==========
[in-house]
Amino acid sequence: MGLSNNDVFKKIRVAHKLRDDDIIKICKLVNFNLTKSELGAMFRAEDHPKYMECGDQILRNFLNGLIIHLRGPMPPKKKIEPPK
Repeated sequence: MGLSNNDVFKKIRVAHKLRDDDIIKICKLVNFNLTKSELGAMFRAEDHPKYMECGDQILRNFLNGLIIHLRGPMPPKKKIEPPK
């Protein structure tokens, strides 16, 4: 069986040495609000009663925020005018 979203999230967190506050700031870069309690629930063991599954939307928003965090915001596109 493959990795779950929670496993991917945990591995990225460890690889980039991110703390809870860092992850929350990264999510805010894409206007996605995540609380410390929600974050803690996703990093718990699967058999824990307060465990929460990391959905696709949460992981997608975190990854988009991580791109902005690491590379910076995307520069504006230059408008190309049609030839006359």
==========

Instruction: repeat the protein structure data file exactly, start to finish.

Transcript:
[in-house]
Amino acid sequence: MGLSNNDVFKKIRVAHKLRDDDIIKICKLVNFNLTKSELGAMFRAEDHPKYMECGDQILRNFLNGLIIHLRGPMPPKKKIEPPK
Repeated sequence: MGLSNNDVFKKIRVAHKLRDDDIIKICKLVNFNLTKSELGAMFRAEDHPKYMECGDQILRNFLNGLIIHLRGPMPPKKKIEPPK
């Protein structure tokens, strides 16, 4: 069986040495609000009663925020005018 979203999230967190506050700031870069309690629930063991599954939307928003965090915001596109 493959990795779950929670496993991917945990591995990225460890690889980039991110703390809870860092992850929350990264999510805010894409206007996605995540609380410390929600974050803690996703990093718990699967058999824990307060465990929460990391959905696709949460992981997608975190990854988009991580791109902005690491590379910076995307520069504006230059408008190309049609030839006359």